Michelle Rosenfeld Gallery, New York
Acquired from the above
Picasso met Françoise in May 1943, during his tumultuous relationship with Dora Maar, and it was not until 1946 that they settled in Cap d'Antibes in the south of France. The period that followed was marked by great personal fulfilment, during which Picasso was, probably more than at any other time, devoted to his family, including the couple's two children, Claude and Paloma. This happiness in private life spilled into the artist's work, resulting in a number of portraits of his lover and their children, including the monochromatic portrait of his daughter Paloma that he painted around the same time as this picture (lot 20). Over the years Picasso's depictions of Françoise became increasingly stylized, from painting her as a "Woman-flower" to those that essentialize her image. The present work could perhaps be considered in contrast to the contemporaneous activities of Picasso's arch-rival Henri Matisse, whose compositions at this time were governed by chromatic saturation.
Having left behind the innocent, dream-like portraits of Marie-Thérèse Walter, as well as the dramatic, distorted depictions of Dora Maar, Picasso found a new style for his portraits inspired by Françoise, characterized by a certain calm elegance and poise that carries throughout all his depictions of her over the decade they were together. In the present painting, she adopts an almost formal pose, looking straight at the viewer. As Frank Elgar pointed out: "The portraits of Françoise Gilot have a Madonna-like appearance, in contrast to the tormented figures he was painting a few years earlier" (F. Elgar, Picasso, New York, 1972, p. 123).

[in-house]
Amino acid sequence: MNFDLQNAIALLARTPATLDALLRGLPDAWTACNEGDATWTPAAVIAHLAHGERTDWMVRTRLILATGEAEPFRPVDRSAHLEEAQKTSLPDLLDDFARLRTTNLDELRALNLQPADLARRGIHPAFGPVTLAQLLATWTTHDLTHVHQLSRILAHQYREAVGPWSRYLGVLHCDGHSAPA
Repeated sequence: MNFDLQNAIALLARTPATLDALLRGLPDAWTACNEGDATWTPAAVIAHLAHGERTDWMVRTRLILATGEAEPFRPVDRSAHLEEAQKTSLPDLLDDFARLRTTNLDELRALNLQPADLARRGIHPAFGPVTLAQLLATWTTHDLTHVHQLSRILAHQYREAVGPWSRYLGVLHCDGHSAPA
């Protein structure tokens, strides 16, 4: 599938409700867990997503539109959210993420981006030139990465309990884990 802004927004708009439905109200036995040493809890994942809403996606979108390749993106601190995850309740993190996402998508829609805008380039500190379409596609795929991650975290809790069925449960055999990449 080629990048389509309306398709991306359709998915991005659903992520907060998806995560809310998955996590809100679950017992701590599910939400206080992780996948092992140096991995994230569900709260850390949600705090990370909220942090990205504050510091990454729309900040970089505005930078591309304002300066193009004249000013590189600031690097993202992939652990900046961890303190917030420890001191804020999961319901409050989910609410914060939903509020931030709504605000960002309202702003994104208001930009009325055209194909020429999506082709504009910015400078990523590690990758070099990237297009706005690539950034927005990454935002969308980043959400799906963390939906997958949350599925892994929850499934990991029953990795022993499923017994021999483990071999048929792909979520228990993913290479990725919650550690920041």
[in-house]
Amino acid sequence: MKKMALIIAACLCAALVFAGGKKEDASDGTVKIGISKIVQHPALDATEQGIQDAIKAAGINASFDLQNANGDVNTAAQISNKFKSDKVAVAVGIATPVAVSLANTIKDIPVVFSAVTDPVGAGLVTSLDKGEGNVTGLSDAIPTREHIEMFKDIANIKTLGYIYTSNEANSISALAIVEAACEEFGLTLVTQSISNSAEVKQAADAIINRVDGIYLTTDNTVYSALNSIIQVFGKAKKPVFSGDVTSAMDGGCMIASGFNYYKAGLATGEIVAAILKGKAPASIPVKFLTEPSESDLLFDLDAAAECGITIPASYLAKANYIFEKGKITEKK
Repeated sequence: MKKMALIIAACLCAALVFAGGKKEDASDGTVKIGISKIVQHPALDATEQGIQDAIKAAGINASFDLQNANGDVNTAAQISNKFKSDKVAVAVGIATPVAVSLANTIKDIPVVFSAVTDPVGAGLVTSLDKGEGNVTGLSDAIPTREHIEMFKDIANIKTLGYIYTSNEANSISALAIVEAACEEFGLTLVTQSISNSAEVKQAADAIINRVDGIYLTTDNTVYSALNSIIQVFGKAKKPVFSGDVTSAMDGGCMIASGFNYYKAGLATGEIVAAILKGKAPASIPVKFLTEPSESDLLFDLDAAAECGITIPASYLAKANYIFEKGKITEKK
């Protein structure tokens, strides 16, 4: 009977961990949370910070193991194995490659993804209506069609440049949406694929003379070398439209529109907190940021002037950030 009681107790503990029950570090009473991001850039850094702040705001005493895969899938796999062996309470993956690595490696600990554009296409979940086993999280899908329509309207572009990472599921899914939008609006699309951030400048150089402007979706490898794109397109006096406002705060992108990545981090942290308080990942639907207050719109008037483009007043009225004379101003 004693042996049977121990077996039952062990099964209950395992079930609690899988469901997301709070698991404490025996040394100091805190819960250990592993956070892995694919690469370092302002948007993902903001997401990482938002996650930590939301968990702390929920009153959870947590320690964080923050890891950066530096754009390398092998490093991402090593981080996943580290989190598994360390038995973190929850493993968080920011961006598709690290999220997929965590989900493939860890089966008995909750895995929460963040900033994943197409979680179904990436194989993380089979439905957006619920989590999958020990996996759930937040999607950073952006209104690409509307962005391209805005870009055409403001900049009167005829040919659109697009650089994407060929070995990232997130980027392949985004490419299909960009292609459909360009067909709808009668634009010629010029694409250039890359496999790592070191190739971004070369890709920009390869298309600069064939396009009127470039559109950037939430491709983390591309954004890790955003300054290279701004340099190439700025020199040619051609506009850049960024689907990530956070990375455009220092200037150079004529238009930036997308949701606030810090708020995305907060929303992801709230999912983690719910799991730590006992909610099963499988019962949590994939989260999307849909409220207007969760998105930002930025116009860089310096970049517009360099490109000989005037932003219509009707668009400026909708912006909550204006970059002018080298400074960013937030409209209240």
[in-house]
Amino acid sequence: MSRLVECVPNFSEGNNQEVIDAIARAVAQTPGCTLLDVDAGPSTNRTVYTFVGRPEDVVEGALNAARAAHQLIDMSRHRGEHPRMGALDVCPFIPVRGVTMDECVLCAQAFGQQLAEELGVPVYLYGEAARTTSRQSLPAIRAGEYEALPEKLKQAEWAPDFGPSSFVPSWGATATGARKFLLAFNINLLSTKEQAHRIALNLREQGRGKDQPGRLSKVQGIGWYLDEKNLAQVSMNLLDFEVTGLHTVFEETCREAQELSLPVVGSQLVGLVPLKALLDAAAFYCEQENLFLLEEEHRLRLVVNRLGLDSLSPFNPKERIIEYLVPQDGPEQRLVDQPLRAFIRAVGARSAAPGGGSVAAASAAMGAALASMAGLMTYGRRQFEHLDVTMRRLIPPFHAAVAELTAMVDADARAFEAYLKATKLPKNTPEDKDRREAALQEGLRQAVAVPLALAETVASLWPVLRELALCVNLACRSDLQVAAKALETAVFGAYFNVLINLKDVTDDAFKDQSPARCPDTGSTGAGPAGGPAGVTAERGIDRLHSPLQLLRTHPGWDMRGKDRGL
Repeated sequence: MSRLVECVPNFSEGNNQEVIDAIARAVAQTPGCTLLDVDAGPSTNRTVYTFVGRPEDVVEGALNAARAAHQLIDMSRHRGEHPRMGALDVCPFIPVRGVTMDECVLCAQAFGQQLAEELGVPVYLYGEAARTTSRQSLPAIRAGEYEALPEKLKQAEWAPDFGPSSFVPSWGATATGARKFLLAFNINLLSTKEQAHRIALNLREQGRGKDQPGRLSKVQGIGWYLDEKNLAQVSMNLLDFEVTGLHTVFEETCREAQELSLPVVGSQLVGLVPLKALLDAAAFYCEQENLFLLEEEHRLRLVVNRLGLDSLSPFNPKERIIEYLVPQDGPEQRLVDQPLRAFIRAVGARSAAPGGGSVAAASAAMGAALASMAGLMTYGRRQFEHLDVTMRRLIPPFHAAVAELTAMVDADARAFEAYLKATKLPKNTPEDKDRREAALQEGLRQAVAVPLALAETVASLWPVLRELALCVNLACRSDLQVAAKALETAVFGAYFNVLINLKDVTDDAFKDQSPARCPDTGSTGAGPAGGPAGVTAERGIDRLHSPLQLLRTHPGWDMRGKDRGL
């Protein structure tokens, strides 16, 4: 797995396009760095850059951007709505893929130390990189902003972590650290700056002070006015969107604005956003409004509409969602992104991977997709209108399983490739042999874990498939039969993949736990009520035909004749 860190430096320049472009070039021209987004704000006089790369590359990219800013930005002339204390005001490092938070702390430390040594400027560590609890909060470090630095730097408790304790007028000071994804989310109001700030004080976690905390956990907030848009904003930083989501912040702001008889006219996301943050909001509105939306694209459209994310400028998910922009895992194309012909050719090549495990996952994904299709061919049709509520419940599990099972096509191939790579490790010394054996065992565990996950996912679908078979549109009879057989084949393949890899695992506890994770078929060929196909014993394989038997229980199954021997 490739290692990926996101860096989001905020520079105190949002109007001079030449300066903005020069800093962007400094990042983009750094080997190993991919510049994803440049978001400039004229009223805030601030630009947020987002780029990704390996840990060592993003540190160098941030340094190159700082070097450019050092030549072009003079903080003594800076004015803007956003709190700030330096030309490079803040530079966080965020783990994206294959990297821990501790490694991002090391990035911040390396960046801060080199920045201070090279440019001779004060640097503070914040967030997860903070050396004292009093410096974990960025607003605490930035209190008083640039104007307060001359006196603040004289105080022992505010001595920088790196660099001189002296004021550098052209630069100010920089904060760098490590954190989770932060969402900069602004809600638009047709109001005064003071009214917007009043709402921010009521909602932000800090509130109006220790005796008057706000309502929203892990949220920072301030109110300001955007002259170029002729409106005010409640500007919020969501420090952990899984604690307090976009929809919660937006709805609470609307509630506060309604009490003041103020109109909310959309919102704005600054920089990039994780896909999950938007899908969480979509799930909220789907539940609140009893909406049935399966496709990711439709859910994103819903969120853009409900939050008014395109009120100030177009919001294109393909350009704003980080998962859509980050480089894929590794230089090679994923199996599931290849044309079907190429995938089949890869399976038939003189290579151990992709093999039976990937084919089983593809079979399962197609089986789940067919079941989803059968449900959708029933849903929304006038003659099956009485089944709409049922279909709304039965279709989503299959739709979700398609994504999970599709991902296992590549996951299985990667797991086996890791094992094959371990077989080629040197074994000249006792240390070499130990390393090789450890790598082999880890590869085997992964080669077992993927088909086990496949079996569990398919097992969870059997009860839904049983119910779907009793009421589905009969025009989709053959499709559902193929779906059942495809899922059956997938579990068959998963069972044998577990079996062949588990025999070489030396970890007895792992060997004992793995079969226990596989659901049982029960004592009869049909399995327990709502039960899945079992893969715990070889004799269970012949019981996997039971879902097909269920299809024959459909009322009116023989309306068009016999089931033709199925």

Discussing Picasso's depictions of Gilot, Michael Fitzgerald wrote: "Picasso's portraits of Françoise also were not drawn from life; yet the dialogue between artist and subject influenced their form. Françoise was not interested in truly naturalistic images, and, unlike in the cases of Picasso's other wives and mistresses, there are almost none that reproduce her features strictly. Within the context of portraiture, this radical reconfiguration of Françoise's face takes a step beyond Picasso's previous renderings of her; yet it does so by adopting techniques that he had employed for many years" (M. FitzGerald, 'A Triangle of Ambitions: Art, Politics, and Family during the Postwar Years with Françoise Gilot,' in Picasso and Portraiture, London, 1996, p. 416).
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